Zelena being terrified of Robin taking her baby makes sense considering the massive conflict last season with her child, but it is also illogical considering that this Robin has no idea that the baby exists, and nobody could really claim reasonable ownership over a baby that they’ve never met before, regardless of if they are genetically related. The way that I view this Robin is essentially like an identical twin. You wouldn’t replace a relationship with one of the twins for the other and expect it to be exactly the same, so it’s the same principle here: they have the same DNA, but this Robin has lived a massively different life, and I feel like this storyline just exists to give Regina adequate closure over the end of her relationship with Robin.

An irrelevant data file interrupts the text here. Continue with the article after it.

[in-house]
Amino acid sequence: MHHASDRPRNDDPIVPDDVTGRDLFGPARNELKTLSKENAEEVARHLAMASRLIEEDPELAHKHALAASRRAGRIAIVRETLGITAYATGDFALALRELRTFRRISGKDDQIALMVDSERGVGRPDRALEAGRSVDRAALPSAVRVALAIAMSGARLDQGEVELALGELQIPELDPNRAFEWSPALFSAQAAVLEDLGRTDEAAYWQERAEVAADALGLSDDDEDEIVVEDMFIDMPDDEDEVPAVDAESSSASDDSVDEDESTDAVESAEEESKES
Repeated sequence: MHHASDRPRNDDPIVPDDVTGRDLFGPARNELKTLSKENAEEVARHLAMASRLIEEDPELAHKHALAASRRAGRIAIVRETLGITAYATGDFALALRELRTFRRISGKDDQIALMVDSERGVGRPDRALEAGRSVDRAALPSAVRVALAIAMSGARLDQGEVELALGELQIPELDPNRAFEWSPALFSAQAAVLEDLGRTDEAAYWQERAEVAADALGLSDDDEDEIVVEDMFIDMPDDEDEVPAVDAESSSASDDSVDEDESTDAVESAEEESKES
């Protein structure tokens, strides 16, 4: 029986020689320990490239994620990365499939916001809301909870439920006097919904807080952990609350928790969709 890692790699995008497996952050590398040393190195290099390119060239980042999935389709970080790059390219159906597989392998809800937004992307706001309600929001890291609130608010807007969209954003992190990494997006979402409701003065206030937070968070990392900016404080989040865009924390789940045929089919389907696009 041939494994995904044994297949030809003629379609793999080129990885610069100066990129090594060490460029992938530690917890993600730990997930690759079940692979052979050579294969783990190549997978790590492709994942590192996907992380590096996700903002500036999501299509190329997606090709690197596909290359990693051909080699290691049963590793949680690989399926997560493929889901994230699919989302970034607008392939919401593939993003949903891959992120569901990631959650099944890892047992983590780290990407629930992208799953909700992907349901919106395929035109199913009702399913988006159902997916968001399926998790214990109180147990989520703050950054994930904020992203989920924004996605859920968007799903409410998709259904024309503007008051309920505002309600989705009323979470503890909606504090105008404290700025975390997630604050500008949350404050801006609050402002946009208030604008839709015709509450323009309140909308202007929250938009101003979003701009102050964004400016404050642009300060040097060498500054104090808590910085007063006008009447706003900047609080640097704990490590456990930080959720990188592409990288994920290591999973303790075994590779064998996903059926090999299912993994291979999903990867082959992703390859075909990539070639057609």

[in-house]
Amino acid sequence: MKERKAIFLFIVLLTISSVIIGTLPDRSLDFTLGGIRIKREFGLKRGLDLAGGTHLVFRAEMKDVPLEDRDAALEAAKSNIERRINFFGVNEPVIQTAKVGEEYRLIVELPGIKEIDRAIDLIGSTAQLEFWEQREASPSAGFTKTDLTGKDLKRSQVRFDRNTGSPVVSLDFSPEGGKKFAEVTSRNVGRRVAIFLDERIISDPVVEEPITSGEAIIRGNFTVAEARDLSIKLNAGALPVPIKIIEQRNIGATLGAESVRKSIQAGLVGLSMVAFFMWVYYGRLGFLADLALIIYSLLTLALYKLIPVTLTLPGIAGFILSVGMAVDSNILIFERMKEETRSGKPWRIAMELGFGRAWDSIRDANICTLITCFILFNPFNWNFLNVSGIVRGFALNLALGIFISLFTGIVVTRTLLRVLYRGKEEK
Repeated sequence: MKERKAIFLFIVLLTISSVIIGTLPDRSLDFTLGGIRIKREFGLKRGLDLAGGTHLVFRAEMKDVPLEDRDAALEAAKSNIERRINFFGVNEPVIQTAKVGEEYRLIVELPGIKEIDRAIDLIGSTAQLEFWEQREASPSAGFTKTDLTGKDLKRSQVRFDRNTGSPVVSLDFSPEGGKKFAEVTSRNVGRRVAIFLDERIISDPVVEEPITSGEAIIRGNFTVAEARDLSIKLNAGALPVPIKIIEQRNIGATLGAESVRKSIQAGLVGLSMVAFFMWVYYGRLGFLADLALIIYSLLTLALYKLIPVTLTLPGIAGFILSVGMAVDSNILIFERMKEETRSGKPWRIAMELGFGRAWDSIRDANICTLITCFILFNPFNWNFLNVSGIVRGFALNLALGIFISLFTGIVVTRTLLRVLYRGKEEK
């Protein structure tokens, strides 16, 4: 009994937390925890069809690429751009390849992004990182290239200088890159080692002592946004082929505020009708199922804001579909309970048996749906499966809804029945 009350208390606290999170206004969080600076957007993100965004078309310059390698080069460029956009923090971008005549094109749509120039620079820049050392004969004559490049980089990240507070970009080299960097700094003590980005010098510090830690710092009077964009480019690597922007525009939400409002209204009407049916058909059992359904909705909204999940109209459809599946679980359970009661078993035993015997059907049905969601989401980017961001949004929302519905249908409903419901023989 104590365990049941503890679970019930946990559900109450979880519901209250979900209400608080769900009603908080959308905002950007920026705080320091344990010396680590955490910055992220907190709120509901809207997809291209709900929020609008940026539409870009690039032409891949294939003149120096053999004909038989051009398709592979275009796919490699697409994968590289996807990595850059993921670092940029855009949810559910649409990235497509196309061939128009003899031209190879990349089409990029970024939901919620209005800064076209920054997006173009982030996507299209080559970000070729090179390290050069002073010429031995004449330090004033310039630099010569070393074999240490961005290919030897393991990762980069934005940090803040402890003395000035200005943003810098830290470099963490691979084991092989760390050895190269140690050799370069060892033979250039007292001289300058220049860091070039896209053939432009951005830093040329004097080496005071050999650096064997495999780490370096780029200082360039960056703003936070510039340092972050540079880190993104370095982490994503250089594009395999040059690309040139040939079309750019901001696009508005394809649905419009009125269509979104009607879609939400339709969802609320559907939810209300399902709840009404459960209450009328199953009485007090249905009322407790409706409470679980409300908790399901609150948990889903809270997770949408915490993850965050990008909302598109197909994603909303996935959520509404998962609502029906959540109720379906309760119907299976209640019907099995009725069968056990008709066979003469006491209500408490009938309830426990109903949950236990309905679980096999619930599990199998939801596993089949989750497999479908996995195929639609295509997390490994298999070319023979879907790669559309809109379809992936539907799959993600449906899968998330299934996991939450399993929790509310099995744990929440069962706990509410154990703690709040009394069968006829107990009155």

“Murder Most Foul” does a brilliant job at advancing the plot lines and the characters involved. The episode looks brilliant, as the show continues to exist within its means without overly elaborate CGI, and introduced some meaningful and emotional conflict within Charming, who is often overlooked.
You can watch Once Upon a Time Seasons 1 – 7 on Netflix. It is also available on home media and other digital platforms for purchase or rent.